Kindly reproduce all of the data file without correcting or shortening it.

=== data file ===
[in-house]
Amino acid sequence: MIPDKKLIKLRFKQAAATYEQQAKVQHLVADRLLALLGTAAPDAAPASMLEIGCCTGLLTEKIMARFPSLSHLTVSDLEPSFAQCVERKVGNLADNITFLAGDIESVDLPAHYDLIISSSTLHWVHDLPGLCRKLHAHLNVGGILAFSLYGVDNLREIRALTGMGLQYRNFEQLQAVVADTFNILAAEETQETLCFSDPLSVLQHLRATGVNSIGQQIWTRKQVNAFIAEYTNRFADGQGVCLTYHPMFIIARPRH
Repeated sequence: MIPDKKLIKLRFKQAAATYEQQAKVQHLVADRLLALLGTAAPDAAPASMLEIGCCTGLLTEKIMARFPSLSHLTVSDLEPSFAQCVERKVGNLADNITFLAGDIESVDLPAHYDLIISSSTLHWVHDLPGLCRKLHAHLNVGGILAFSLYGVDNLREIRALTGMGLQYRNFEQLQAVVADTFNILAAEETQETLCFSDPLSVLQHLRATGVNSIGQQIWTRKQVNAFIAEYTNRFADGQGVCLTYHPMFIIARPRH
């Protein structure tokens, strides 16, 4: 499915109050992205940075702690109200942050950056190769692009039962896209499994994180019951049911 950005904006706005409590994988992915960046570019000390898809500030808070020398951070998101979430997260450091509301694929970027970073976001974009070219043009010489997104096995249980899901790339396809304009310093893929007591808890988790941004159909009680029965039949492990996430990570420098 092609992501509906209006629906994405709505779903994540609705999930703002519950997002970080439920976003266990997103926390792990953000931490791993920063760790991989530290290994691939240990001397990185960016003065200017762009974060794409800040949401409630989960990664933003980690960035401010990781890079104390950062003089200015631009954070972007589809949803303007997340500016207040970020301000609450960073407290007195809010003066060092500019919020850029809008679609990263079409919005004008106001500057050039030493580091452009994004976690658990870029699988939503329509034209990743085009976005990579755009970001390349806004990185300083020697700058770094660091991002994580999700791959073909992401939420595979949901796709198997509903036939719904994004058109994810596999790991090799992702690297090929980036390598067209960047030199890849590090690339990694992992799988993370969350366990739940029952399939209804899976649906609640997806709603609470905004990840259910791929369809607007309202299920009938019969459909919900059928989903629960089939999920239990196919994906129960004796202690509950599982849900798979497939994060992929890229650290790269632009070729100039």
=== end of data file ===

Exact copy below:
[in-house]
Amino acid sequence: MIPDKKLIKLRFKQAAATYEQQAKVQHLVADRLLALLGTAAPDAAPASMLEIGCCTGLLTEKIMARFPSLSHLTVSDLEPSFAQCVERKVGNLADNITFLAGDIESVDLPAHYDLIISSSTLHWVHDLPGLCRKLHAHLNVGGILAFSLYGVDNLREIRALTGMGLQYRNFEQLQAVVADTFNILAAEETQETLCFSDPLSVLQHLRATGVNSIGQQIWTRKQVNAFIAEYTNRFADGQGVCLTYHPMFIIARPRH
Repeated sequence: MIPDKKLIKLRFKQAAATYEQQAKVQHLVADRLLALLGTAAPDAAPASMLEIGCCTGLLTEKIMARFPSLSHLTVSDLEPSFAQCVERKVGNLADNITFLAGDIESVDLPAHYDLIISSSTLHWVHDLPGLCRKLHAHLNVGGILAFSLYGVDNLREIRALTGMGLQYRNFEQLQAVVADTFNILAAEETQETLCFSDPLSVLQHLRATGVNSIGQQIWTRKQVNAFIAEYTNRFADGQGVCLTYHPMFIIARPRH
């Protein structure tokens, strides 16, 4: 499915109050992205940075702690109200942050950056190769692009039962896209499994994180019951049911 950005904006706005409590994988992915960046570019000390898809500030808070020398951070998101979430997260450091509301694929970027970073976001974009070219043009010489997104096995249980899901790339396809304009310093893929007591808890988790941004159909009680029965039949492990996430990570420098 092609992501509906209006629906994405709505779903994540609705999930703002519950997002970080439920976003266990997103926390792990953000931490791993920063760790991989530290290994691939240990001397990185960016003065200017762009974060794409800040949401409630989960990664933003980690960035401010990781890079104390950062003089200015631009954070972007589809949803303007997340500016207040970020301000609450960073407290007195809010003066060092500019919020850029809008679609990263079409919005004008106001500057050039030493580091452009994004976690658990870029699988939503329509034209990743085009976005990579755009970001390349806004990185300083020697700058770094660091991002994580999700791959073909992401939420595979949901796709198997509903036939719904994004058109994810596999790991090799992702690297090929980036390598067209960047030199890849590090690339990694992992799988993370969350366990739940029952399939209804899976649906609640997806709603609470905004990840259910791929369809607007309202299920009938019969459909919900059928989903629960089939999920239990196919994906129960004796202690509950599982849900798979497939994060992929890229650290790269632009070729100039």